Updated February 21, 2019 by Christopher Thomas

The 10 Best Rotary Tools

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We spent 39 hours on research, videography, and editing, to review the top picks for this wiki. Is there anything a rotary tool can't do? They're perfect for carving, grinding, polishing, sanding, cutting, power brushing, drilling and, well, just about anything you can think of. How effectively they can do each of these things depends on the power and quality of their motor and other components. We've ranked our selection based on ease of use, durability, and versatility. When users buy our independently chosen editorial picks, we may earn commissions to support our work. Skip to the best rotary tool on Amazon.

10. Black & Decker RTX-B

9. SE 979

8. Milwaukee M12

7. Wen 2305

This item has been flagged for editorial review and is not available.

6. Hitachi GP10DL

5. DeWalt DW660

4. Dremel 3000

3. Foredom M.TX

2. Dremel 8220

1. Dremel 4300

All About Rotary Tools

Most rotary tools spin somewhere between 3,000 and 37,000 RPM.

Many people mistakenly believe that rotary tools and Dremel tools are different, but they are actually one and the same. Over time people have taken to calling nearly any type of rotary tool a Dremel tool in much the same way as any tissue is called a Kleenex. It is representative of a brand that dominated the market for so long, that the brand's name become synonymous with the product.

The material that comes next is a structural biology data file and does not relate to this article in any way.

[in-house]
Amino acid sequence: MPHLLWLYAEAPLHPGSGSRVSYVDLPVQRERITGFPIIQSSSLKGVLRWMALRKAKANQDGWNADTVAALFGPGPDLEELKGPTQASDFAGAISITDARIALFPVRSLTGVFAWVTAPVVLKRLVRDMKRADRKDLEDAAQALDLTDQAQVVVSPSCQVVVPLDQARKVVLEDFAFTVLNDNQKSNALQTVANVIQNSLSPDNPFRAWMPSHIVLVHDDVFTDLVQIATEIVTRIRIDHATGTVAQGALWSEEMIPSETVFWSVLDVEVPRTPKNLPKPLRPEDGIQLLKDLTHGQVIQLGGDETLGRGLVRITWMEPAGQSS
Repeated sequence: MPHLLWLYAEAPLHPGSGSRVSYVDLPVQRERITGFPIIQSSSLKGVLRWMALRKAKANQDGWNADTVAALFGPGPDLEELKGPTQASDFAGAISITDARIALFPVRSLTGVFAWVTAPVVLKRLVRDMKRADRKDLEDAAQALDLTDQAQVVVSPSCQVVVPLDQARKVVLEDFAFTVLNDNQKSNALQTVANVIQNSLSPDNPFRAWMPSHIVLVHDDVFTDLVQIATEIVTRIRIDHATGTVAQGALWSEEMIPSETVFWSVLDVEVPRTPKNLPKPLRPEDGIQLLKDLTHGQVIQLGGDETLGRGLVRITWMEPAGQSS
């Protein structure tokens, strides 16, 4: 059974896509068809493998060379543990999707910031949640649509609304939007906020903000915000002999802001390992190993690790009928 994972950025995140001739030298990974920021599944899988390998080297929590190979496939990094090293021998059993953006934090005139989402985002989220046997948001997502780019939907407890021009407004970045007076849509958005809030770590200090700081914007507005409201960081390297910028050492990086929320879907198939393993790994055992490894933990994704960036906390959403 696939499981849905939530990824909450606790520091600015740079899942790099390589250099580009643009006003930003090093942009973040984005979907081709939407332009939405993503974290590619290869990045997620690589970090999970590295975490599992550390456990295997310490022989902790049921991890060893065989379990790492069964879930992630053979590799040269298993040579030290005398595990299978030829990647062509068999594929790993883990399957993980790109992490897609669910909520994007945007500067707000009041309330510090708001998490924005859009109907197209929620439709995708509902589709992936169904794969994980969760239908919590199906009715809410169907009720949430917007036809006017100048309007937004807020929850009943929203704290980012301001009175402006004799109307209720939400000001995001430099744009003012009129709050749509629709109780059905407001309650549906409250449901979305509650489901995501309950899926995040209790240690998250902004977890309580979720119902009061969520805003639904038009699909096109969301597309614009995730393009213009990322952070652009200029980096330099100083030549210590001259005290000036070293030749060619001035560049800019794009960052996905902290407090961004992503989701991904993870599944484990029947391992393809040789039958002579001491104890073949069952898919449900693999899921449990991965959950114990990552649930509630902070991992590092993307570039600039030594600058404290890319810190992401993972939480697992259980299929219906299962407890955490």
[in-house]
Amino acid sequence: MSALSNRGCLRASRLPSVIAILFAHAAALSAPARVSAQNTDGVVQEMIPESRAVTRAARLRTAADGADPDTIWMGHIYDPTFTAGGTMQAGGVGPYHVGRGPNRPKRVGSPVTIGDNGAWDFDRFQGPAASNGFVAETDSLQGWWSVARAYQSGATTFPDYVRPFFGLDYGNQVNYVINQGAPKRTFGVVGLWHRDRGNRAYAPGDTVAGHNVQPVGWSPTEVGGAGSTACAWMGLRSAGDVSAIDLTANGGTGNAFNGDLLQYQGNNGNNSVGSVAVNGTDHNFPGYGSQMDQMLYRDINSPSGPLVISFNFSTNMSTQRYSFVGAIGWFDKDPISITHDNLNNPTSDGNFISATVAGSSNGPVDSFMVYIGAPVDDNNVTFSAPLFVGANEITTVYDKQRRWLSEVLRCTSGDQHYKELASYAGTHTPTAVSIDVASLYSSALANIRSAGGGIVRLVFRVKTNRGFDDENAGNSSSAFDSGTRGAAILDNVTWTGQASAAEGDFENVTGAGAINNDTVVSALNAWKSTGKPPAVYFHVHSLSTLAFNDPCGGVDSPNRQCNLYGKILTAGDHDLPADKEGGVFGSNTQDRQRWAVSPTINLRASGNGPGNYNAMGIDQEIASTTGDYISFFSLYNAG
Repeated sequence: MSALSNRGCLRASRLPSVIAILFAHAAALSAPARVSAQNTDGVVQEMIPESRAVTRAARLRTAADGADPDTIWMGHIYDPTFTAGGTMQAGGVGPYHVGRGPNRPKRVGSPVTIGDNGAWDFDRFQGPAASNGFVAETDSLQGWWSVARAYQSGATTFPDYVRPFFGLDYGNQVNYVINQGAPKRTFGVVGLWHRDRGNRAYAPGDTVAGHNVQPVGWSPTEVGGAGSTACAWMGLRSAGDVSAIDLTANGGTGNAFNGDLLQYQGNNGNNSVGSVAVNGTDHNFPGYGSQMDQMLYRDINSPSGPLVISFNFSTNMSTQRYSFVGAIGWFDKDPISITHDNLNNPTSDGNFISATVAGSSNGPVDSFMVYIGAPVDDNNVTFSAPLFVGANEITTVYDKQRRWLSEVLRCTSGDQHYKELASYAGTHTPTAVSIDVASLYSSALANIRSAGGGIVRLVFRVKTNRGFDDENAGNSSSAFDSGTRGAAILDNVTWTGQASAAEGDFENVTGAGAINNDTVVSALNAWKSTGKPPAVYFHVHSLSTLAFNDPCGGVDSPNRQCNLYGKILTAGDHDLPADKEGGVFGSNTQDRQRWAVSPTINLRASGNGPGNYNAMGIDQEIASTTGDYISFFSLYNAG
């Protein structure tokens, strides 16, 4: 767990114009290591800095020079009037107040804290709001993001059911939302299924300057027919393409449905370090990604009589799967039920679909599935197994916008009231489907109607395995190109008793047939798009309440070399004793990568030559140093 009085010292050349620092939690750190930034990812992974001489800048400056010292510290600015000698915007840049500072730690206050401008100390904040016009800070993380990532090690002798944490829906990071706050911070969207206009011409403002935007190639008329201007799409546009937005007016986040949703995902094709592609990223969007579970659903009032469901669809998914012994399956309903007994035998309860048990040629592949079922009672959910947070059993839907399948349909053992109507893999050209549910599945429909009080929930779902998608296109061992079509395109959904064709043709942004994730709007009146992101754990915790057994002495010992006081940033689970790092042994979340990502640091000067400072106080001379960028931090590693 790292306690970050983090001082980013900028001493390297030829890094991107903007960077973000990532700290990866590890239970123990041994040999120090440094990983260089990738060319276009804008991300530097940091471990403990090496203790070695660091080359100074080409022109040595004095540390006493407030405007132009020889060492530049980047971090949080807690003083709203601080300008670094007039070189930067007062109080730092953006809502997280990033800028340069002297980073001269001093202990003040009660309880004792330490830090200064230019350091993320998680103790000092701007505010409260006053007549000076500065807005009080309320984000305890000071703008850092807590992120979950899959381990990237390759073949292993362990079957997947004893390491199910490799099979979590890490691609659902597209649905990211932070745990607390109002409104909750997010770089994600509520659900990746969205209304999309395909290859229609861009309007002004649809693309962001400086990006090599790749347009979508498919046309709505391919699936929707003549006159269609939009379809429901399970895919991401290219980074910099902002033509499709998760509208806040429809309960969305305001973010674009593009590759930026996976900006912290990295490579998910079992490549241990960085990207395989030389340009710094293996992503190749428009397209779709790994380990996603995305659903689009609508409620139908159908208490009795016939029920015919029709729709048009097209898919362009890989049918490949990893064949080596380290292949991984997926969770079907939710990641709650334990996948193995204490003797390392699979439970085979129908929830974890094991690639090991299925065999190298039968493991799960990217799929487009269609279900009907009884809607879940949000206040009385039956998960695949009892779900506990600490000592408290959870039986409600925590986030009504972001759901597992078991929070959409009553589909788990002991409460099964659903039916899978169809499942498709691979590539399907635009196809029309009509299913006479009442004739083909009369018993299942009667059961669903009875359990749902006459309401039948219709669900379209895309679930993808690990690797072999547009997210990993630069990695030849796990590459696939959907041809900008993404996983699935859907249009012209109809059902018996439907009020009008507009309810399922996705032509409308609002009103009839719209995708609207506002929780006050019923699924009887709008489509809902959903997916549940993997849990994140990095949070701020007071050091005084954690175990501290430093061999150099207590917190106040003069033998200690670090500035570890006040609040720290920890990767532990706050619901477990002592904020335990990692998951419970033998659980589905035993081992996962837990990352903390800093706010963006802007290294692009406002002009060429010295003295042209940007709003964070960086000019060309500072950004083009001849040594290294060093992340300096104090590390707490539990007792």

Rotary tools were first developed by Albert J. Dremel, who went on to found the Dremel Company in 1932. The original rotary tool was called the Dremel Moto-Tool and worked in much the same way as rotary tools today. It rotated a bit at high speeds for sanding, drilling, grinding, cutting, polishing, engraving, and carving. Many current day models are equipped with variable speed control, allowing one to better perform precision jobs. Most rotary tools spin somewhere between 3,000 and 37,000 RPM.

Since their invention, people have found a number of interesting ways to use rotary tools. During the 1940s, the Defense Department used them while creating the atomic bomb. Pedorthists have used them for making shoe inserts, dentists use them when creating dentures, and doctors have found ways to use them in dermal abrasion techniques for the removal of tattoos.

Contractors and home DIYers love rotary tools because they are the Swiss Army knife of a toolbox. They can be used to perform nearly any type of job, and they are small enough to fit in most toolboxes without adding a lot of extra weight. Rotary tools can be divided into two types: standard rotary tools and cut-out tools. Cut-out tools are designed with larger motors as they are meant to cut through heavy-duty building materials. The larger motors tends to make cut-out rotary tools larger and heavier than their standard counterparts.

Common Uses For Rotary Tools

There are dozens of attachments available for rotary tools allowing them to perform a wide range of jobs. Most people use rotary tools for fine detail work because of their small size and ease of control, but their functionality is nearly endless and they can be used on a number of jobs most never considered when purchasing their first one.

Make sure to test a small, unnoticeable area first to ensure the attachment does not scratch or damage the metal underneath the rust.